Coinbase rides high on precedent in Binance-SEC ruling

Coinbase rides high on precedent in Binance-SEC ruling


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In this post:

  • Coinbase benefits from Judge Jackson’s ruling in SEC v. Binance, reinforcing the precedent from SEC v. Ripple Labs.
  • The court confirmed that an investment contract does not need a contractual arrangement, aiding Coinbase’s defense.
  • The Ripple and Binance rulings clarify the distinction between initial and secondary sales, impacting the broader crypto industry.

Coinbase is celebrating a huge legal win thanks to Judge Jackson’s recent ruling in the SEC v. Binance case. This decision backs an earlier ruling by Judge Analisa Torres in the SEC v. Ripple Labs case.

Judge Torres established that secondary sales of XRP were not unregistered securities because XRP didn’t meet the SEC’s criteria for an investment contract.

Coinbase rides high on precedent in Binance-SEC ruling
Source: Coinbase

However, she also ruled that initial sales of XRP to institutional investors did constitute securities transactions due to the way the sales were conducted, not because of the token’s characteristics.

Judge Jackson’s decision confirms that an investment contract does not require a contractual relationship. This reasoning aligns with other district court rulings on crypto cases, such as those involving Telegram and Terraform Labs.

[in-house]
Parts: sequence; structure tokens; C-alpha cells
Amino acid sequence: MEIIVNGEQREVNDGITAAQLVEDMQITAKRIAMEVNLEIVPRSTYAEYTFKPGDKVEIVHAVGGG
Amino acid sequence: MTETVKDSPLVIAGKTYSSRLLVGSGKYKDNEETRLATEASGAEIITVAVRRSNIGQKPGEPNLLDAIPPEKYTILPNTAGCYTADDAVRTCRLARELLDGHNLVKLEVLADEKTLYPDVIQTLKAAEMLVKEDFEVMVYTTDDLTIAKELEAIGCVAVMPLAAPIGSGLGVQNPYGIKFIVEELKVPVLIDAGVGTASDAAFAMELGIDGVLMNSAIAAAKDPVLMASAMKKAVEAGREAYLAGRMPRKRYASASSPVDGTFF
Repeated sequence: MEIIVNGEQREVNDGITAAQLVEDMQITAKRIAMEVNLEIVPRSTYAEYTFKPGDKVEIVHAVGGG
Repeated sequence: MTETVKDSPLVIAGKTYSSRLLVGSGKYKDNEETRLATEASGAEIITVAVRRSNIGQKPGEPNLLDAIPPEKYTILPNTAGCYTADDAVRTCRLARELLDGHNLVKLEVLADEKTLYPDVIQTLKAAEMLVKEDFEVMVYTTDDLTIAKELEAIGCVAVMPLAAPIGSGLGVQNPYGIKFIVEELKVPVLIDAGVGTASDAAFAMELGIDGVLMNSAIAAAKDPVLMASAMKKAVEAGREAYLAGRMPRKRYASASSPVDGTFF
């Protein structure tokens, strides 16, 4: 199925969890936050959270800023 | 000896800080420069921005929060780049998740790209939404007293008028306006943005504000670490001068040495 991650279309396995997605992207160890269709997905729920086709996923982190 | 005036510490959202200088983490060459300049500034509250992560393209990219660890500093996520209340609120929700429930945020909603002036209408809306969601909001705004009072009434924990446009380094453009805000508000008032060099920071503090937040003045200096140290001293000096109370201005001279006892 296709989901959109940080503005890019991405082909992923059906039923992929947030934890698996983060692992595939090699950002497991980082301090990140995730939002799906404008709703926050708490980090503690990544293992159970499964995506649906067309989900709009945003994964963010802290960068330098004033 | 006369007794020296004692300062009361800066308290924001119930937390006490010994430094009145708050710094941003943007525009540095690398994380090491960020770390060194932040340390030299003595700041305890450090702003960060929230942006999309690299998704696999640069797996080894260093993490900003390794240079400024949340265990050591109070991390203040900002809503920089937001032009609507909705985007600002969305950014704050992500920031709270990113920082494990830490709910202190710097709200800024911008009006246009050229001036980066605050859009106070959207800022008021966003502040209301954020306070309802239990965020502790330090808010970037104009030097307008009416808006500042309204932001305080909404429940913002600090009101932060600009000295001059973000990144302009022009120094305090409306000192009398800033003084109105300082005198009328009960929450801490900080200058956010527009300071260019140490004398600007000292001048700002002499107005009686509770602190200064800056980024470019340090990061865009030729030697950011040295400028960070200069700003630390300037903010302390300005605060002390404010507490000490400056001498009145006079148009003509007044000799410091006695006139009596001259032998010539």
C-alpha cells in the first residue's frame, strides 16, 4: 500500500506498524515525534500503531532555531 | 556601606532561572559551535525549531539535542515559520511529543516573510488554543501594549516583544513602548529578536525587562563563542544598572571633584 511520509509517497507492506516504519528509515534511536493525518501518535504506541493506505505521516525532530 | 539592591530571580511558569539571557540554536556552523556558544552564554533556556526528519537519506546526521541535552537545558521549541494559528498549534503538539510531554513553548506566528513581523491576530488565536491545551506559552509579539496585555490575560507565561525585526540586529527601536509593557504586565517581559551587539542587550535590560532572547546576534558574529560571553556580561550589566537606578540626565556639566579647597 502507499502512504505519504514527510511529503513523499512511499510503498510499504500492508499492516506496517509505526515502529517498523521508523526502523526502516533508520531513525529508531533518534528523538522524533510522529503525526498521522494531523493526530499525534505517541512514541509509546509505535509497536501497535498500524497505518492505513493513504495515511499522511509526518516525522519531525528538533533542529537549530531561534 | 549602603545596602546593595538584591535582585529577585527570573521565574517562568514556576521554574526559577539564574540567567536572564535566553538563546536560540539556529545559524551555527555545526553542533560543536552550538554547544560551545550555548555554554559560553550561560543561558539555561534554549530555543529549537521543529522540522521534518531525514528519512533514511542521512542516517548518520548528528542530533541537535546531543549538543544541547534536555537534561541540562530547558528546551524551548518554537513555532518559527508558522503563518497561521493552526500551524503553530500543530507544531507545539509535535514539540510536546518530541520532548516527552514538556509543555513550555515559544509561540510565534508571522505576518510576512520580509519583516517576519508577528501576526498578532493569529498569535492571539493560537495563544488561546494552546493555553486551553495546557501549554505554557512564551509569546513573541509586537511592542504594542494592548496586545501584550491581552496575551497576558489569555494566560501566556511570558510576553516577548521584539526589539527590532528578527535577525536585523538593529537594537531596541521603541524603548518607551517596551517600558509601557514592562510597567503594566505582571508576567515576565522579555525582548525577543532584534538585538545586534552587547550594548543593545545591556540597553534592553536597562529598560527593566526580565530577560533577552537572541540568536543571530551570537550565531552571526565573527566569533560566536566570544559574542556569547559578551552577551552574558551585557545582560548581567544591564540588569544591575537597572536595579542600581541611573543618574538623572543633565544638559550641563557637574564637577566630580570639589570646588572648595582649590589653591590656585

The decision emphasizes the importance of the Howey test in determining the nature of crypto transactions, a key factor for Coinbase in its ongoing legal battles with the SEC.

Coinbase sought to use the Binance ruling to support its motion for an interlocutory appeal under 28 U.S.C. § 1292(b). However, the court found no substantial ground for a difference of opinion on the legal issues at hand.

Paul Grewal, Coinbase’s Chief Legal Officer

The ruling on the “contractual arrangement” issue further undermined Coinbase’s argument for an appeal, as it reinforced the correctness of the court’s earlier decisions.

In the Binance case, the court addressed secondary sales of BNB, a crypto asset not directly related to Coinbase. The decision allowed the SEC’s claims under the Exchange Act to proceed, indicating that these assets and related programs were offered and sold as investment contracts.

However, the court did not make a blanket determination that all secondary market crypto transactions are securities. Instead, it stressed that each transaction must be evaluated based on its specific facts and circumstances.

The decision also pointed out that the SEC had not sufficiently pled that certain secondary sales of BNB were investment contracts. This was based on the specific facts presented in the complaint.

"Moreover, in concluding that the SEC had not sufficiently pled that certain secondary sales of BNB were investment contracts, the Decision made clear that this ruling was based on the particular facts pled in the complaint then before it."

The court noted that the question of whether a secondary market transaction constitutes an investment contract under Howey depends on the details of the particular transaction.

Reporting by Jai Hamid

Disclaimer. The information provided is not trading advice. Cryptopolitan.com holds no liability for any investments made based on the information provided on this page. We strongly recommend independent research and/or consultation with a qualified professional before making any investment decisions.

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